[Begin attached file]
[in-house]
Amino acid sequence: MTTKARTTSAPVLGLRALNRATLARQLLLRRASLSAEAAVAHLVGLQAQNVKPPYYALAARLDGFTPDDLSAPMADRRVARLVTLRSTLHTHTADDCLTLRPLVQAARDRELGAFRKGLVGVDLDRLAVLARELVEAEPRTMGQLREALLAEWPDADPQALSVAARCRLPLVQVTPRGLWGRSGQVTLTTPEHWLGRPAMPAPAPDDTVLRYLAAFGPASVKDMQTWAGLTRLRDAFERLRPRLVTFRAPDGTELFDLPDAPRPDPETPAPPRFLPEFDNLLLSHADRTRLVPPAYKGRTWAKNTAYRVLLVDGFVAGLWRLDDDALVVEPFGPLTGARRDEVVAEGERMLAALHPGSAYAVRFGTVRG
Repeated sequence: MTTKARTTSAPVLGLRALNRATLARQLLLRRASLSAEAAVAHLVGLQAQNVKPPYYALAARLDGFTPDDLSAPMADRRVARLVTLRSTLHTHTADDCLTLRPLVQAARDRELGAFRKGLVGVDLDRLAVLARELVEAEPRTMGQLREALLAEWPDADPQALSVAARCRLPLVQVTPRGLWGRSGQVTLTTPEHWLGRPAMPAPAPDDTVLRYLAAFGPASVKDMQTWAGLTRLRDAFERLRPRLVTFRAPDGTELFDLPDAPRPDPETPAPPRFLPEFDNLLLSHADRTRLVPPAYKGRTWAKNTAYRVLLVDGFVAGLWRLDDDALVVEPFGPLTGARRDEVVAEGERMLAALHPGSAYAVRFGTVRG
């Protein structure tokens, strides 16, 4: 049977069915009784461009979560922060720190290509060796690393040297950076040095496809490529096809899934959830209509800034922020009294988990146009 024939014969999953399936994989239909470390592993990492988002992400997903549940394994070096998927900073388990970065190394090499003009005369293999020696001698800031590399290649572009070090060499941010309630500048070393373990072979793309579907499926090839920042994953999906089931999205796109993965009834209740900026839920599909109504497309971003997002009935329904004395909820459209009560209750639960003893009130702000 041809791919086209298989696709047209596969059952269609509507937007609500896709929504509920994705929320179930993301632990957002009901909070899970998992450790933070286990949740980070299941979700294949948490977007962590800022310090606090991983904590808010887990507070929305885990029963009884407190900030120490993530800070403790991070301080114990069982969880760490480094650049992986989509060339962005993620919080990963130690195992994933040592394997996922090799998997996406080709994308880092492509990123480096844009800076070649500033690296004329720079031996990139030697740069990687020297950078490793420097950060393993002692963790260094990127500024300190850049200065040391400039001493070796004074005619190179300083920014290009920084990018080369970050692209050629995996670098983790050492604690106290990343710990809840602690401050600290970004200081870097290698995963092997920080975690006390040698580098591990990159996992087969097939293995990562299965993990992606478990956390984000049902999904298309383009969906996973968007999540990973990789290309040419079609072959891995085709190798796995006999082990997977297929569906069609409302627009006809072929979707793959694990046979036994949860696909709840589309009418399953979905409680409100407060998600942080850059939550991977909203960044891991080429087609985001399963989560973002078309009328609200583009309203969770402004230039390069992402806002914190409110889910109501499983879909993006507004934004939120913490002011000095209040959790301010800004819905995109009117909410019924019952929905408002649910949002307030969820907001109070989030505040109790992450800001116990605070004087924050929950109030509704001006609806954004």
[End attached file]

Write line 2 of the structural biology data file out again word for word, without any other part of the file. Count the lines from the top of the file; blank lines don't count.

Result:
Amino acid sequence: MTTKARTTSAPVLGLRALNRATLARQLLLRRASLSAEAAVAHLVGLQAQNVKPPYYALAARLDGFTPDDLSAPMADRRVARLVTLRSTLHTHTADDCLTLRPLVQAARDRELGAFRKGLVGVDLDRLAVLARELVEAEPRTMGQLREALLAEWPDADPQALSVAARCRLPLVQVTPRGLWGRSGQVTLTTPEHWLGRPAMPAPAPDDTVLRYLAAFGPASVKDMQTWAGLTRLRDAFERLRPRLVTFRAPDGTELFDLPDAPRPDPETPAPPRFLPEFDNLLLSHADRTRLVPPAYKGRTWAKNTAYRVLLVDGFVAGLWRLDDDALVVEPFGPLTGARRDEVVAEGERMLAALHPGSAYAVRFGTVRG